Beathard will make his first NFL start on Sunday against the Dallas Cowboys at Levi’s Stadium.

Hoyer failed in his bid to earn consideration as the 49ers’ quarterback for the remainder of this season and beyond during his six starts. Hoyer completed just 58 percent of his passes with four touchdowns and four interceptions. His passer rating was 74.1.

Now, Beathard gets his chance. But he said he is not thinking about the big picture and what it might mean for the future.

“I’m really just trying to take it one day, one week at a time,” Beathard said. “I’m not looking that far ahead. Right now, my focus is on today’s practice and geared towards beating the Cowboys and doing the best we can to get better and improve.”

Beathard was pressed into action last week when Hoyer’s struggles continued at Washngton. Beathard stepped in and completed 19 of 36 passes for 245 yards with a touchdown and an interception. For the first time, Beathard is getting the first-team practice snaps with a game plan that is designed specifically for him.

Said Beathard, “Getting those extra reps, reps with guys that you don’t usually throw to, in the huddle with the guys that are out there, I think it’ll help a lot.”

Joe Montana: Dwight Clark appreciates all the support from former teammates

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AP

Joe Montana: Dwight Clark appreciates all the support from former teammates

More than 35 players from the 49ers’ first Super Bowl champion will be in attendance on Sunday at Levi’s Stadium to show support for Dwight Clark, who revealed in March he was diagnosed with ALS.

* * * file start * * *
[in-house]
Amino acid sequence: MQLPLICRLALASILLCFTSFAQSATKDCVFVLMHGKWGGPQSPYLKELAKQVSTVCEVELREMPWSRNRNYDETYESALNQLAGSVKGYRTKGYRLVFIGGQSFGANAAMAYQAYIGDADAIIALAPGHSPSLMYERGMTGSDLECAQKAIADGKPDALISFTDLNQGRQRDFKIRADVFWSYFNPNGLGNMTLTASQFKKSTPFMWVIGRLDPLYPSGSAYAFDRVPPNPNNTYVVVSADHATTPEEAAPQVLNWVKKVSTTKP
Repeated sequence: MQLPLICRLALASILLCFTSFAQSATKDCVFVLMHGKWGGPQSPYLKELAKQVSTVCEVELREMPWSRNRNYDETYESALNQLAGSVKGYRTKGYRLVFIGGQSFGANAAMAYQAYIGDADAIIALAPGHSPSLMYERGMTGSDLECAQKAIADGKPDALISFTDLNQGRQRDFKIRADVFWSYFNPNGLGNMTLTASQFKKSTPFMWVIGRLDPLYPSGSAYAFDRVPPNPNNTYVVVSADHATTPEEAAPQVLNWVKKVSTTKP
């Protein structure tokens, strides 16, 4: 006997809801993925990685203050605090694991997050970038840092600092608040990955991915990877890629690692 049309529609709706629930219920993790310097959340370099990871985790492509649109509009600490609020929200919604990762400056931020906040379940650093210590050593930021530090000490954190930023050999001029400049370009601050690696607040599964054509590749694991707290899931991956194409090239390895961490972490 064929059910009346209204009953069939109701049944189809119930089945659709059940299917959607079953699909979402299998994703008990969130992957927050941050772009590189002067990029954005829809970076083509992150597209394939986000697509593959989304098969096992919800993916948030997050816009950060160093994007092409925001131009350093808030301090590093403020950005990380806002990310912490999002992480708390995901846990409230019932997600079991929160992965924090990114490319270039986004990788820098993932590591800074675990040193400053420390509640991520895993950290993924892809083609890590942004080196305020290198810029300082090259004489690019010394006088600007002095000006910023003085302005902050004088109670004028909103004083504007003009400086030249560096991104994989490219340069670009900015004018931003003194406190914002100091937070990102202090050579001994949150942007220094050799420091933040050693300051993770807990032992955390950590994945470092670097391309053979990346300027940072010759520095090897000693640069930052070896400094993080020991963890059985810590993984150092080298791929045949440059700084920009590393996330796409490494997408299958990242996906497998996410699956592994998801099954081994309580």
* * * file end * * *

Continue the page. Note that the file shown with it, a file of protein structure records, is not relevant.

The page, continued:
Clark, 60, will have ample opportunity to reconnect with some of his old friends on Saturday evening and again on Sunday. At halftime, Joe Montana, surrounded by most of the 49ers' 1981 team, will introduce Clark before a video tribute.

Clark is also expected to make some remarks while situated in a suite for the 49ers’ game against the Dallas Cowboys.

Montana and his wife, Jennifer, have remained in close contact with Clark and his wife, Kelly. The Clarks recently watched the Blue Angels in San Francisco with the Montanas during Fleet Week.

“He’s getting pretty inundated with everyone staying in touch with him at this point,” Montana said on The 49ers Insider Podcast.

“It’s fun for him. At one point, he was telling his wife, Kelly, ‘This is what it’s all about. This is what I want and what I miss, seeing the guys.’ So any of the guys reaching out to him, he surely appreciates it.”

Montana said Clark has not lost his positive outlook or his sense of humor, as evidenced by some not-fit-for-print words he recently had about his wheelchair. Montana said there are always some good laughs and stories any time Clark gets together with his friends.

“That’s the fun part," Montana said. “You just try to get him to forget what’s there, and that you’re there for him whenever. I think the support is the biggest thing right now. In that stage of ALS, it's got to be getting tough, where all of a sudden, things are becoming more and more difficult.”